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Advice - stepdad advanced dementia and mum unwell also

(14 Posts)
Marshmallow09er Wed 09-Jan-19 17:45:26


I hope someone here might be able to advise me on what to do.

My stepdad has advanced Alzheimer's (can no longer speak, wanders, incontinent). My mum is is carer but increasingly she's unable to cope.

Her health has now taken a turn for the worse (lots of symptoms that suggest Parkinsons, very high BP so having lots of tests. She also seems increasingly under confident. Her memory is fine, but she gets confused more easily than she used to).

I live an hour away and have an autistic son who I am a carer to (altho I do manage to work a bit part time).

My only sibling lives abroad.

My stepdad also has 4 kids - 2 of them also live abroad, one is undergoing breast cancer treatment and the other lives far away also with an autistic child. So no one is 'on hand'.

I feel like it's time my stepdad went into care, and would like my mum to live nearer to me.

She's reluctant because a) she thinks she will have to pay £900 a week for his care which she can't afford (surely this can't be right) and b) she thinks it will be the beginning of the end for him.

And it's harder because he's not my actual dad (who is still alive and well elsewhere). It feels like it's my step siblings who should be perhaps navigating this, but they don't share perhaps the same concern for my mum as I do.

I feel like I want to help and support her but it's all just so complicated and frustrating for me.

I'm a practical person - I have managed to get good support for my DS by being proactive, and fighting! But I don't know where to start in this situation.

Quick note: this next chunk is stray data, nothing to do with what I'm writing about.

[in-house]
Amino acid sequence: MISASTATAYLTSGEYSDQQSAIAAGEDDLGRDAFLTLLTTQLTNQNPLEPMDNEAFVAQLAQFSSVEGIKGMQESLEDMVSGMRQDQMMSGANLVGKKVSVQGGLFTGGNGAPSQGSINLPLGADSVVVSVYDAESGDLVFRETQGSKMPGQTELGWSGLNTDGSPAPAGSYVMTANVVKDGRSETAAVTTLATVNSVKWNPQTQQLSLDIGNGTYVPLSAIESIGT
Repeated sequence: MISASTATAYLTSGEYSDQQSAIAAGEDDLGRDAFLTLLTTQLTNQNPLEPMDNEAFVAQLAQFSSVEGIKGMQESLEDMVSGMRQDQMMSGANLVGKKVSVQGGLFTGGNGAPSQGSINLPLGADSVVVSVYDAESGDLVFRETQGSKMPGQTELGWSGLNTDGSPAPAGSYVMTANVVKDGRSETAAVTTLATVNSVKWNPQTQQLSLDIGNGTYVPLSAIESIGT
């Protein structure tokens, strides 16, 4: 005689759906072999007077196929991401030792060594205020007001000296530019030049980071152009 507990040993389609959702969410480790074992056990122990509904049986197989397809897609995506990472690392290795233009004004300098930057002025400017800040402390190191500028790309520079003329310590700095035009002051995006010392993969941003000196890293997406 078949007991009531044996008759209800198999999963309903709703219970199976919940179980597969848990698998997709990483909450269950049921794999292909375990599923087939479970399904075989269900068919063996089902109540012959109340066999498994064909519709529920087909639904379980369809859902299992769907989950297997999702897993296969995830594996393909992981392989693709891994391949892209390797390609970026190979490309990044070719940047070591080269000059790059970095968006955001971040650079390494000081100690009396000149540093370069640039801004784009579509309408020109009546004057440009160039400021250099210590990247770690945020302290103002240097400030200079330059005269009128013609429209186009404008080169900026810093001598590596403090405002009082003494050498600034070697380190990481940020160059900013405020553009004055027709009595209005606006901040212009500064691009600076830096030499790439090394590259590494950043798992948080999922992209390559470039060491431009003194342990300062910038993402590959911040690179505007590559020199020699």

PurpleWithRed Wed 09-Jan-19 17:55:17

Start by helping her to find she will have to pay for care for dh and if so how much the local good homes cost. Has she seen any homes? He may well blossom with the right care and stimulation. Get a general feel for the finances and what she would like in an ideal world. Could they have live in care , for example?

Marshmallow09er Wed 09-Jan-19 17:58:44

Thanks PurplewithRed
She does have a financial advisor so I did think maybe a meeting with him, her and me might be the right next step.

Should she and my stepdad also have an assessment by the local authority to work our their assets and how much they would have to pay towards stuff?

cheesywotnots Wed 09-Jan-19 19:38:43

First thing would be to contact his g.p for a medical review and capacity assessment and call his local adult social services department to arrange a care needs assessment, this will be at his home and will look at what help he needs. It may be that he could stay at home with carers and home adaptations, or they might suggest he would be safer in a carehome. Once they've done the assessment ask about how much funding he may get, even if it's only attendance and carers allowance then you will know how much he may have to pay. Good homes are about 1,000 a week where we live but some people do get social funding. It may be a good idea for his g.p. to come up with a plan about his prognosis and potential, the alzheimers association have a lot of info on their website. Do you know if anyone has power of attorney. If he is at risk and your mum is struggling to look after him it can become a safeguarding issue which social services can advise you on. The care assessment is based on his needs and not how much money they have, your mum can also ask for a carers assessment.